miguel cabrera getty

Miguel Cabrera, Paul Goldschmidt win the Hank Aaron Award

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ST. LOUIS — Major League Baseball just announced the winners of the 2013 Hank Aaron Award. It’s Miguel Cabrera in the AL and Paul Goldschmidt in the National League.

The award is intended to honor the best offensive performers in each league. Which, given that the MVP Award has become almost exclusively the province of hitters and given that the MVP voters have had the habit of not including defense in proper proportion, it’s a defacto hitting award too, but let’s leave that for another day.

We’ll also leave advanced metrics at the door, as the Award is voted on by a special panel of Hall of Fame players led by Aaron, with a fan voting component added on for good measure.  This is not the stuff of WAR leaders and the like.

If we are looking at offense and offense alone, and if we are looking at more traditional metrics, it’s hard to go wrong with Cabrera in the American League. He had another fantastic year, hitting .348/.442/.636 with 44 homers, 137 RBI and 90 walks. He led the league in average, on-base percentage, slugging percentage and OPS and OPS+. Same with Goldschmidt in the NL. He hit .302/.401/.551 with 36 homers, 125 RBI and 99 walks. He led the NL in homers, RBI, slugging, extra-base hits, OPS and OPS+.

Each of these two will be contenders for the MVP Award, with Cabrera likely the favorite in the AL. Advanced metrics will matter there a bit more, but probably not enough to carry the day for those who look better under said metrics’ illumination.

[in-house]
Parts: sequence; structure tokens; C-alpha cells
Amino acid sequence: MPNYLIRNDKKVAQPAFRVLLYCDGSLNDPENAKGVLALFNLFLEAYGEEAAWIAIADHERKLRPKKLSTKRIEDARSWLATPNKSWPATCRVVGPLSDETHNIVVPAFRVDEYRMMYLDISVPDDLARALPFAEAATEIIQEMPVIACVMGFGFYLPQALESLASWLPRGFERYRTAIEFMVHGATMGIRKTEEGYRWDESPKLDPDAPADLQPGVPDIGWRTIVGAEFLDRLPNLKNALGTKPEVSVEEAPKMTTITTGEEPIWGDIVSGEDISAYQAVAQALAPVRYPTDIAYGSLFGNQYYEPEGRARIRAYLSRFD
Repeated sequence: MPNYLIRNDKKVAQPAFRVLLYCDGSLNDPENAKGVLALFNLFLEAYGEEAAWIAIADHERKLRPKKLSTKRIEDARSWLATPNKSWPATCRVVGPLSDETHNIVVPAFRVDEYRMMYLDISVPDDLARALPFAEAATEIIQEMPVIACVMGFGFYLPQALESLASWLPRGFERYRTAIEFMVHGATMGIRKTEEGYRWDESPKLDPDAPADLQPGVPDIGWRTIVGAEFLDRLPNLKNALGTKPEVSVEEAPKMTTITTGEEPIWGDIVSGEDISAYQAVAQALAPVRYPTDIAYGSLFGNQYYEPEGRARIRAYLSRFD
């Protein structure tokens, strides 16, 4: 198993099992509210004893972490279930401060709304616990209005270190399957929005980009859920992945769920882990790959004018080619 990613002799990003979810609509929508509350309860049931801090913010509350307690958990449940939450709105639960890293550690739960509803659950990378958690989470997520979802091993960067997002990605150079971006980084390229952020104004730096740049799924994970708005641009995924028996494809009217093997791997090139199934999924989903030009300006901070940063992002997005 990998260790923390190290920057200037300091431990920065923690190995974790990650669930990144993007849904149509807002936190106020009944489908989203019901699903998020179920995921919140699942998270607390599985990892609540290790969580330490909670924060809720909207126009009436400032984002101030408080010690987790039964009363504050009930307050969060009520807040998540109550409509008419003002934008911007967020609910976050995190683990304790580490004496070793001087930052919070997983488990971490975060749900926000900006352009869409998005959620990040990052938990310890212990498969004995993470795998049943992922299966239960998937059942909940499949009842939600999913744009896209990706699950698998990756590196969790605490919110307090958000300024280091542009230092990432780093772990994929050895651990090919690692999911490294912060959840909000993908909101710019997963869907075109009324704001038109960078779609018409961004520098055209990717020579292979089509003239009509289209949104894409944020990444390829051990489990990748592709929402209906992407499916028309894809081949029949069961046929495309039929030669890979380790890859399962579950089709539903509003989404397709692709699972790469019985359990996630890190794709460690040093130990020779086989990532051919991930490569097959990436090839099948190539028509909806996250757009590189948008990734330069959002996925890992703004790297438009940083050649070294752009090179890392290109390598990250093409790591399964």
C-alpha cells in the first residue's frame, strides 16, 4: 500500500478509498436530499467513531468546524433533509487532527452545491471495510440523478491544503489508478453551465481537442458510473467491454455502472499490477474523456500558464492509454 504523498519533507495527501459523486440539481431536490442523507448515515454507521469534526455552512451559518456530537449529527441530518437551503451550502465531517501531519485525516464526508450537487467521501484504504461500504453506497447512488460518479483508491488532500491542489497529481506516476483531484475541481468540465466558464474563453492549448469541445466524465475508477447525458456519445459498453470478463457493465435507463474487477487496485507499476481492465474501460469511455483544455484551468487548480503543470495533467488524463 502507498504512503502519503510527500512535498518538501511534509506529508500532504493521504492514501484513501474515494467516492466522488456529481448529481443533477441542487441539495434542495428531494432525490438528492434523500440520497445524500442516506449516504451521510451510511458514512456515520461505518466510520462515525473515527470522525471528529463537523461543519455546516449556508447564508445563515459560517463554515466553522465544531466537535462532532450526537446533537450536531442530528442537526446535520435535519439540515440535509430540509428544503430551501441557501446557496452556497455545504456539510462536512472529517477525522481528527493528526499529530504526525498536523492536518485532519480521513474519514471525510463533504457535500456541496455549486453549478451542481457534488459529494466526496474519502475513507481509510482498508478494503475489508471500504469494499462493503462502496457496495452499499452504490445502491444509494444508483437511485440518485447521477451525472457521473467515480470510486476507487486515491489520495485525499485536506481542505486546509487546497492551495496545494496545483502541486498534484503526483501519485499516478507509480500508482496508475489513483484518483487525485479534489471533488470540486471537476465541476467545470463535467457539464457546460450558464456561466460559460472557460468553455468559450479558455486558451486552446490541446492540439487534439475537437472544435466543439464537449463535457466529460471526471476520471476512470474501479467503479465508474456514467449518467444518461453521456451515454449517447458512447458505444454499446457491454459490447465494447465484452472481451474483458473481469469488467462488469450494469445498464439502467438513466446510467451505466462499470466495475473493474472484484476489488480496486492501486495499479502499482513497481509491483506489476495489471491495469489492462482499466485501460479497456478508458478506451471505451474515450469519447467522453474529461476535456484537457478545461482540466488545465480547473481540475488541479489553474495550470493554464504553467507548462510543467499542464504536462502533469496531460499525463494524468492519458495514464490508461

Tim Tebow’s workout seems like fun

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Tim Tebow is, as we speak, working out for some 40 scouts from 20 organizations and an untold number of members of the media. So far he has run and jumped and thrown and, in a moment or two, will take his hacks. First BP swings, then live, full-speed BP off of a couple of former major leaguers.

His 60 yard dash time was supposedly excellent. On the 80-20 scouting scale he’s supposedly in the 50-60 range, according to people tweeting about it who know what they’re talking about. The guy is certainly big and strong and in amazing shape and that’s not nothing.

Also this:

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That’s from MLB’s Twitter, which provides us with some more in-action shots.

 

Here he is playing right field out there in the distance someplace:

Good luck, kid.

Adrian Beltre puts his helmet on backwards to face a switch pitcher

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“A” switch pitcher is probably not the most accurate way to put that. It’s more like “The” switch pitcher, as Pat Venditte of the Mariners is the only one extant.

Last night the right-handed hitting Adrian Beltre had to face Venditte, who obviously chose to pitch righty to the Rangers third baseman. Before coming up to the plate, Beltre jokingly donned his helmet backwards and pretended that he’d hit left-handed:

 

He needn’t have bothered. Beltre doubled to left field off of Venditte, showing that at some point, platoon splits really don’t matter.